NAFTA: A Primer
Discussions concerning a proposed North American Free Trade Agreement (NAFTA) began in the early 1990s among the United States, Canada, and Mexico. The proposal called for phasing out trade tariffs among the three countries in order to open up their borders to regional free trade. Its design and approval were marked by contentious debate, especially in the United States under Presidents George H.W. Bush and Bill Clinton. NAFTA was signed in 1994; fifteen years later, it has been described by the New York Times as “a politically charged symbol of the promises and perils of free trade.” Currently, NAFTA encompasses about 440 million people and is one of the world’s largest free trade zones.
Background: What is Free Trade?
In a free trade scenario, the market determines who are the producers of certain goods and services, and who are the buyers. Theoretically, each country benefits from “comparative advantage” – countries produce they can produce most efficiently and at the lowest costs, and buy from other countries what those countries can produce better or cheaper.
The concept free trade is premised on the unimpeded flow of imports and exports. For most of modern economic history, empires and countries protected their own domestic producers and markets from imports by erecting trade barriers. Trade barriers can be in the form of:
- Tariffs, which are taxes on goods imported from other countries that artificially raise the price of those goods and therefore make domestically produced goods more competitive.
- Subsidies, which are government grants paid to domestic producers so that those producers can charge less for their products, and therefore be more competitive.
- Tax breaks for domestic producers that lower their taxes and thereby decrease their costs.
- Labeling and packaging requirements and standards for imported goods that are expensive for foreign producers to implement, and add a cost not borne by domestic producers.
- Import quotas which place limits on the amount of imports of certain goods allowed into a country.
In the absence of protectionist policies like those described above, truly free trade would result in a world where developed countries (such as the US and Canada) would buy their agricultural and basic manufactured goods from those countries that can produce them more cheaply (developing countries such as Mexico where land and labor are less expensive). Developed countries would then turn their attention to producing more technologically sophisticated goods and services that they can produce more efficiently with their educated workers, advanced infrastructure, and access to innovation.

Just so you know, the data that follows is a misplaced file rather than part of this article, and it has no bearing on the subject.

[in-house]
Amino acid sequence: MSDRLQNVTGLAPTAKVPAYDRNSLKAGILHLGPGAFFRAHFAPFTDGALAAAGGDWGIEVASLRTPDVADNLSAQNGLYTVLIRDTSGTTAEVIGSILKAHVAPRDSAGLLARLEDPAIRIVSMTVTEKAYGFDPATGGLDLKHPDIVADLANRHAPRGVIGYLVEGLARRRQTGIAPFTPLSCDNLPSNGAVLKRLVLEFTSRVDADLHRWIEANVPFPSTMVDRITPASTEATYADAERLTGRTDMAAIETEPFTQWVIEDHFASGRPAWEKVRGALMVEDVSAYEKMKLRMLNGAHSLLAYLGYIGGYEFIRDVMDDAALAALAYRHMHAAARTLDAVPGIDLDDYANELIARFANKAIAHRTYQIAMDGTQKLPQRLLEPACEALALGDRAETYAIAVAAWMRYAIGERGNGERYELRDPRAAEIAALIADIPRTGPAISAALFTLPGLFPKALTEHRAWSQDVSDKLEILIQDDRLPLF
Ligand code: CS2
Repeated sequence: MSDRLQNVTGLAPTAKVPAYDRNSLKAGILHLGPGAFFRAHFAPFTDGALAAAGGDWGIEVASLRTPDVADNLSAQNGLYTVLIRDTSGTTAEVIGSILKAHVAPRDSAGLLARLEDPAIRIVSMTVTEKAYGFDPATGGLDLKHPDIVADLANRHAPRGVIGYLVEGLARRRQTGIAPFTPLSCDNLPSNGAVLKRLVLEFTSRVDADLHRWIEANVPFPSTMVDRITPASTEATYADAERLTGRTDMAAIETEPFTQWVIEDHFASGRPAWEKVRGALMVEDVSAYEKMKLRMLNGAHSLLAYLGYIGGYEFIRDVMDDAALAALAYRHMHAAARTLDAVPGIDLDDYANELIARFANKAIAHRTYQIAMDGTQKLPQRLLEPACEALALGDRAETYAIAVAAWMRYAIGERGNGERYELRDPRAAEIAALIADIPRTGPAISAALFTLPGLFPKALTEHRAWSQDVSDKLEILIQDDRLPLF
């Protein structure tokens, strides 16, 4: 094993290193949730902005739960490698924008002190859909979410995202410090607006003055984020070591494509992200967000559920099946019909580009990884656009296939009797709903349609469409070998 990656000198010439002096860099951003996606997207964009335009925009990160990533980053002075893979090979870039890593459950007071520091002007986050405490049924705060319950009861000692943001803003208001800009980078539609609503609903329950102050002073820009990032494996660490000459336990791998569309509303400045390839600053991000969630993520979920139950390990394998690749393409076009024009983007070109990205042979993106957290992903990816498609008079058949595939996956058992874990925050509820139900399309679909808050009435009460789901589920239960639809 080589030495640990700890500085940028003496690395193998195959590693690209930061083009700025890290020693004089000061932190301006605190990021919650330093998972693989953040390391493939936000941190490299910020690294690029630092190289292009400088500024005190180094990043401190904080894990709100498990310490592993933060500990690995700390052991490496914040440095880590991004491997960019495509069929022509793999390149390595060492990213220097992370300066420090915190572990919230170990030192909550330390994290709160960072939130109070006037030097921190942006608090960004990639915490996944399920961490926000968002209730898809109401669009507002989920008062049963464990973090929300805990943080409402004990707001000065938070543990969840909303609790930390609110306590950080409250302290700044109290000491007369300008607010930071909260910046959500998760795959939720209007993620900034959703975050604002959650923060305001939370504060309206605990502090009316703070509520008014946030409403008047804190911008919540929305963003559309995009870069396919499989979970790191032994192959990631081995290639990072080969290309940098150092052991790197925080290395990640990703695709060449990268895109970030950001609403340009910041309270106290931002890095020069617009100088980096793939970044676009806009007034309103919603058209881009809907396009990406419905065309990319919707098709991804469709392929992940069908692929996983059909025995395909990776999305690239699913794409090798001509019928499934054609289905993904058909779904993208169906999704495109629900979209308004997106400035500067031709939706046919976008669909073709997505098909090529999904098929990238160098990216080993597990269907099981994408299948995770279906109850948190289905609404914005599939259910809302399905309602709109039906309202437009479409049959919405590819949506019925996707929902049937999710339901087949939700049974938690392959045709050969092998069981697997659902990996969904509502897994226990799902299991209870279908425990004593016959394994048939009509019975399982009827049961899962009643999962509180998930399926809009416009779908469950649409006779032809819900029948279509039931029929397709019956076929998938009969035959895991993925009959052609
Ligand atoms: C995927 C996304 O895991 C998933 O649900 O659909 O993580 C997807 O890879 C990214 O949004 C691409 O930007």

This theory is extremely compelling, but the world’s realities prevent the theory from being fully practiced. One reason is the persistence of protectionist trade barriers. Another is the impossibility of completely efficient economic planning.
It is important to remember that free trade is not the same thing as fair trade. Fair trade implies a form of social justice factored into the exchange of goods and services. Fair trade goods such as coffee come with the assurance that the growth and production processes have been fair and equitable to the workers involved.
Globalization and Free Trade
Globalization has been marked by the movement of countries away from protectionist policies and toward free trade policies that allow more efficient movement of goods, services, capital, and people between countries. It is generally accepted that, in order to prosper in the modern economy, a country must be able to reach consumers and find suppliers beyond its borders. Free trade policies make this possible; these policies can exist at the bilateral (country to country) or regional level (where free trade blocs are created among numerous countries). The World Trade Organization (WTO) promotes worldwide free trade policies. (See the Trade Policy Section of the Global Poverty and International Development edition of the World Savvy Monitor for more information).
Countries often enter into numerous, and even overlapping, free trade agreements. Mexico, the United States, and Canada maintain bilateral free trade ties with each other and many other countries inside and outside of the Western Hemisphere in addition to participating in NAFTA.